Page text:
wed 23/05/2018

literature

Lisa Halliday: Asymmetry review - unconventional and brilliant

Lisa Halliday’s striking debut novel consists of three parts. The first follows the blooming relationship between Alice and Ezra (respectively an Assistant Editor and a Pulitzer Prize-winning writer) in New York; the middle section comprises a...

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David Lodge: Writer’s Luck - A Memoir 1976-1991 review - literary days, in detail

Metaphor, metonymy, simile and synecdoche, anyone? FR Leavis, Roman Jakobson, Jacques Derrida, Frank Kermode? If any of this, and more, turns you on, this lengthy memoir will be irresistible. It is almost a day-by-day account of 15 years of the...

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Marcel Proust: Letters to the Lady Upstairs - a very slim volume

Marcel Proust was a prolific letter-writer. He wrote tens of thousands of them, and at speed, as can be seen from the two facsimiles which are included with the text of Letters to the Lady Upstairs (there are quite a few more in the original French...

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Claire Tomalin: A Life of My Own review - the biographer on herself

The title says it all, or at least quite a lot. Luminously intelligent, an exceptionally hard worker, bilingual in French, a gifted biographer, Claire Tomalin has been at the heart of the literati glitterati all her working life. Here she turns her...

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The 'self-experimenter': Howard Brenton on Strindberg in crisis

I wrote The Blinding Light to try to understand the mental and spiritual crisis that August Strindberg suffered in February 1896. Deeply disturbed, plagued by hallucinations, he holed up in various hotel rooms in Paris, most famously in the Hotel...

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John Man: Amazons review - the real warrior women of the ancient world

As Wonder Woman hits screens worldwide, the publication of a book that explores the myth and reality of the Amazon seems timely. The latest of John Man’s works of popular history is opportunistic enough to end with a fascinating account of the...

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Neruda, review - 'poetry and politics'

Chilean director Pablo Larrain has described Neruda as a “false biopic”, and it’s a film that surprises on many levels in its presentation of Pablo Neruda, the great poet who is his country’s best-known cultural figure. It captivates for the scope...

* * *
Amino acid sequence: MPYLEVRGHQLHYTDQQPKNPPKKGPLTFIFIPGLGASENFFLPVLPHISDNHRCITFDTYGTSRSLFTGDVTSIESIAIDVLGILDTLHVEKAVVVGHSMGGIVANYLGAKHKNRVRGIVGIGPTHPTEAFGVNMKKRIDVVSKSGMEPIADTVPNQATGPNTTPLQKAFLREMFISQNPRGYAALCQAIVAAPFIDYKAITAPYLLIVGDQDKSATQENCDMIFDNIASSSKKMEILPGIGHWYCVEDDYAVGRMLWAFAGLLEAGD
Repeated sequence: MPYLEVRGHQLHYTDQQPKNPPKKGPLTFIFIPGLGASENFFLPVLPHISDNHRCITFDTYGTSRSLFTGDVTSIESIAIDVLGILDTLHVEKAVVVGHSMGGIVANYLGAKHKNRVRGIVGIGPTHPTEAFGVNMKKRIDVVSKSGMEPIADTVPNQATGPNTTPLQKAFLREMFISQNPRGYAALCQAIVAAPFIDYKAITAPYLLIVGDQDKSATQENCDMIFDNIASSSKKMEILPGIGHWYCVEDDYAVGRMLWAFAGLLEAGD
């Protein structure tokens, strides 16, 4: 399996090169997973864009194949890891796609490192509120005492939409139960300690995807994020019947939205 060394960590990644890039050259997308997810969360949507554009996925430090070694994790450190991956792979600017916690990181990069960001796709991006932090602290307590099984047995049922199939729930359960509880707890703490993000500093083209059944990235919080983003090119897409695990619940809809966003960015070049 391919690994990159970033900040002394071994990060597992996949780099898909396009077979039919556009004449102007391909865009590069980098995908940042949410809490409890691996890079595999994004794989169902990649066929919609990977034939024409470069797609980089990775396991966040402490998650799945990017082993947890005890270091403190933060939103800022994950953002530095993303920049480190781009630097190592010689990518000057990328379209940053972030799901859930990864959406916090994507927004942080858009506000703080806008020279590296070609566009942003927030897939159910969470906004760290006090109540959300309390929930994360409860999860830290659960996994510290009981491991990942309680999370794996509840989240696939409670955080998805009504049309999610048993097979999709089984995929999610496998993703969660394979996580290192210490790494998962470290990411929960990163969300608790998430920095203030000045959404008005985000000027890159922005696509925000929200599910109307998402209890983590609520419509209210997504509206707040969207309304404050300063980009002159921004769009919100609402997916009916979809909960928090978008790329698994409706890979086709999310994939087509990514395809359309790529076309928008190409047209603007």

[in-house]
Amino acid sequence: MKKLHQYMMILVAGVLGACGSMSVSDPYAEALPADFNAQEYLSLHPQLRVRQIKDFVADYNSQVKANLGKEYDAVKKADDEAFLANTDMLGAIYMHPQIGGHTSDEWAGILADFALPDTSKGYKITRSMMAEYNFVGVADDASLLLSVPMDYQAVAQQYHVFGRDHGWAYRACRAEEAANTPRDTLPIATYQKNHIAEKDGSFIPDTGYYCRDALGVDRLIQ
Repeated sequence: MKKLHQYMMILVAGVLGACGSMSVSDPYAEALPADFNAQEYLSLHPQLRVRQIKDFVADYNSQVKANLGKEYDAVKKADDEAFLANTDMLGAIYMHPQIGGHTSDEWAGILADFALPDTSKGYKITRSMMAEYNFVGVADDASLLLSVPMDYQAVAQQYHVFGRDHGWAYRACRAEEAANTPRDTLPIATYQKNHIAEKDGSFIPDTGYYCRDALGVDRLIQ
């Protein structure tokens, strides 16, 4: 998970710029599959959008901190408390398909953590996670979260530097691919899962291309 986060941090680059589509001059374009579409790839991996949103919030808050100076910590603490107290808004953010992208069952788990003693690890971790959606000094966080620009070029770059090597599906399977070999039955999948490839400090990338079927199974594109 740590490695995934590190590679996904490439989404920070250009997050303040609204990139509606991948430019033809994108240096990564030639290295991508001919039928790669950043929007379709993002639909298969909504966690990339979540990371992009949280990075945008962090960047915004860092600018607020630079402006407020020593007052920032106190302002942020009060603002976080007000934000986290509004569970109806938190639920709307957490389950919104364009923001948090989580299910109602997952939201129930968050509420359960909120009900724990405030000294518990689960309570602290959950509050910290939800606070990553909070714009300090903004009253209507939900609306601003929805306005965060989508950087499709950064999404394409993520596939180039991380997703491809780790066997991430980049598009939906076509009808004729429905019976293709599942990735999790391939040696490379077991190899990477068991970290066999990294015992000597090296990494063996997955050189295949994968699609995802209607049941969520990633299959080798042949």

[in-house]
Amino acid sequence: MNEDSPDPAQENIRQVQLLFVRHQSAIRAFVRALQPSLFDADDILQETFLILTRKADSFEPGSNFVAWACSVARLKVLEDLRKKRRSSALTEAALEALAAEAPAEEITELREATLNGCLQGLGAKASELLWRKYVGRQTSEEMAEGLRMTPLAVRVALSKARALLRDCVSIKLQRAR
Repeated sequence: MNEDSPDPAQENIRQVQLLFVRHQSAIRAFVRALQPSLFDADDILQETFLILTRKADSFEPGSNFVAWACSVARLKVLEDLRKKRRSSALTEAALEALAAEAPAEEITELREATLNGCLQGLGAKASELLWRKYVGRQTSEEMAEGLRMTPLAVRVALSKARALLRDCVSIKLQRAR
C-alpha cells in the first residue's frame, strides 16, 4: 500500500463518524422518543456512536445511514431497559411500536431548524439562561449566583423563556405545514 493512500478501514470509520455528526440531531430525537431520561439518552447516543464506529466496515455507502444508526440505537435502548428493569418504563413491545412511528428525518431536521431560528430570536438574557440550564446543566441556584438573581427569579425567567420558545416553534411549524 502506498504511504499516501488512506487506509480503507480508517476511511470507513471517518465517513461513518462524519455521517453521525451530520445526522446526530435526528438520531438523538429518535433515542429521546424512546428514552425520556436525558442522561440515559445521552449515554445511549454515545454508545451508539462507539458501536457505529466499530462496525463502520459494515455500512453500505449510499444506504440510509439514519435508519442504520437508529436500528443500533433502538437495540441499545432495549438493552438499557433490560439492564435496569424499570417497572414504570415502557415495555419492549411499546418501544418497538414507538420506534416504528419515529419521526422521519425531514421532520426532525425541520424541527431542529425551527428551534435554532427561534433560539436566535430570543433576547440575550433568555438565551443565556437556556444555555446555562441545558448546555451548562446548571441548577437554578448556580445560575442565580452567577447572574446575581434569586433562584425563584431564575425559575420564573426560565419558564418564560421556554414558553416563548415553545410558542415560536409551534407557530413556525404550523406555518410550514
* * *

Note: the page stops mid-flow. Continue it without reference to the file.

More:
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To Walk Invisible, BBC One

Yorkshire-born screenwriter Sally Wainwright has carved a distinguished niche for herself as chronicler of that brooding, beautiful region’s social and familial dramas. After the romance of Last Tango in Halifax and the gritty panorama of Happy...

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Alan Bennett’s Diaries, BBC Two

Gather round the fire, friends: no Santa down the chimney this Christmas Eve, but the curiously comforting Alan Bennett, with his sardonic and occasionally optimistic diaries. The latest published instalment has the slightly wry title Keeping On...

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Russia and the Arts, National Portrait Gallery

A good half of the portraits in Russia and the Arts are of figures without whom any conception of 19th century European culture would be incomplete. A felicitous subtitle, “The Age of Tolstoy and Tchaikovsky”, provides a natural, even easy point of...

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War and Peace, BBC One

So, Andrew Davies has bitten off the big one. It may have come as a surprise to some that the master of adapting the British classics for television hadn’t read Tolstoy’s classic-to-end-all-classics until the BBC mooted the idea of a new screen...

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In the Heart of the Sea

A host of pictorially arresting, even painterly images can't make a satisfying whole out of In the Heart of the Sea, Ron Howard's film that doesn't dig very deep, its penetrating title notwitstanding. Howard has always been drawn to unusual realms,...

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